FROM Geoffrey Forden
North Korean Missile Test Yesterday's nuclear test by North Korea got an angry response from the United Nations Security Council, even including China and Russia. After today's test of two short-range missiles, the US Ambassador to the UN, Susan Rice, called North Korea's actions "provocative and destabilizing" and "a threat to international peace and security," and said the Security Council would pursue " a new resolution , a strong resolution with teeth."
Is It Possible to Ban Weapons in Space? Ronald Reagan's space-based missile-defense program died with the Cold War, but satellites are now key to America's military superiority, as our Army, Air Force and Navy -- even the Marine Corps -- rely on satellites for communication, surveillance and the targeting of "smart bombs." With space militarized, the big question now is whether it will be "weaponized." Today, at the UN Conference on Disarmament in Geneva, Switzerland, Russia and China proposed a treaty banning weapons in outer space. Three years ago, the US stood alone against 160 nations in opposition to such a treaty. Do Russia and China mean it? Is their real target the land-based missile defense proposed by President Bush? Would a race to put weapons in space be counter-productive for all the countries involved or is it inevitable?
Is the threat from Russia missing from the Russia meddling probe? There's much being made about the Trump administration's possible ties with Russia. But the bottom line is Russia's effort to influence American democracy. Do the President and his aides care enough to take action before voters go back to the polls?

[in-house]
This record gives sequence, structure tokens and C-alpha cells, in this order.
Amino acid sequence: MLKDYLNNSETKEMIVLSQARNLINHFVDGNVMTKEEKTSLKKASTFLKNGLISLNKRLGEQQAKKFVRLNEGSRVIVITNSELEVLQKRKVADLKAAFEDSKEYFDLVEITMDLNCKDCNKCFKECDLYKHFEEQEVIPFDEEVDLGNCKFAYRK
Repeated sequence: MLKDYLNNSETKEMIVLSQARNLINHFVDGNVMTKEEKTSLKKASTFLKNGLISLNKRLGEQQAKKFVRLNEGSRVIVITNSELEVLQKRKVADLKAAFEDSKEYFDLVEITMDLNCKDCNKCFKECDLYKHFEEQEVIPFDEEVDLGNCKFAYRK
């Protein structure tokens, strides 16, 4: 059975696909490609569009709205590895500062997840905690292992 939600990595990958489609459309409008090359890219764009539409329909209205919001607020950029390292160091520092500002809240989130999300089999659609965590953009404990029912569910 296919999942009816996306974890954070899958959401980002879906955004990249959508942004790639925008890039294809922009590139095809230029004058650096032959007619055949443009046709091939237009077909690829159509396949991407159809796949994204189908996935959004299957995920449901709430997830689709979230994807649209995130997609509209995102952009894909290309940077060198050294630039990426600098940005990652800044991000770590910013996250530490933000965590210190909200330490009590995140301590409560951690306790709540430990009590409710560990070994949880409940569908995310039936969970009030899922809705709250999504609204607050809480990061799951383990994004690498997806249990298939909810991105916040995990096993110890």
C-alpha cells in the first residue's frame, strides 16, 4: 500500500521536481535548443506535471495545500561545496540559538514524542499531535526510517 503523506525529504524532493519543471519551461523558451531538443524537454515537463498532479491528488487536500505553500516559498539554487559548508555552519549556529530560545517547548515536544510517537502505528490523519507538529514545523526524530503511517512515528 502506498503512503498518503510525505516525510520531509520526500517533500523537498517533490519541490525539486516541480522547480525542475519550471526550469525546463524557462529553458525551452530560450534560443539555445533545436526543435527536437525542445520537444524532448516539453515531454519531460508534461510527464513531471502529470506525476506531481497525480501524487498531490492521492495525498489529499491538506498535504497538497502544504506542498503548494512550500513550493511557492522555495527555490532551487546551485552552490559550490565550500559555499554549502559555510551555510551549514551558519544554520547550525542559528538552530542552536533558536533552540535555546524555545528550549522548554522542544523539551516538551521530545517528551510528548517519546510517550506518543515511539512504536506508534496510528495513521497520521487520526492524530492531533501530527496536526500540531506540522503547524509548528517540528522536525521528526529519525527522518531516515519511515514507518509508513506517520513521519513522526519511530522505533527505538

Terrorism and tweets, hate speech and murder Just days before an election, Britain is coping with a rash of deadly terrorism, and Prime Minister Theresa May is on the defensive. And again today, President Trump has tweeted criticism of the Mayor of London. Later, a double murder in Portland, Oregon has revealed the ugly past of a supposedly “progressive” city. One immediate question: is “hate speech” protected by the First Amendment?
Will the Senate write a healthcare bill in secret? While Democrats and Republicans argue White House relations with Russia, another question is being decided behind closed doors: who gets help buying health insurance and who doesn't? We hear how the pros and cons are being shrouded in secrecy.
Who's to blame for the opioid crisis? Some of the lawyers who took on Big Tobacco are now going after Big Pharma. It’s all about the deadly epidemic of opioid use. Are the drug companies to blame? What about the users? Later, on today’s Talking Point: making sense of Britain’s upset election.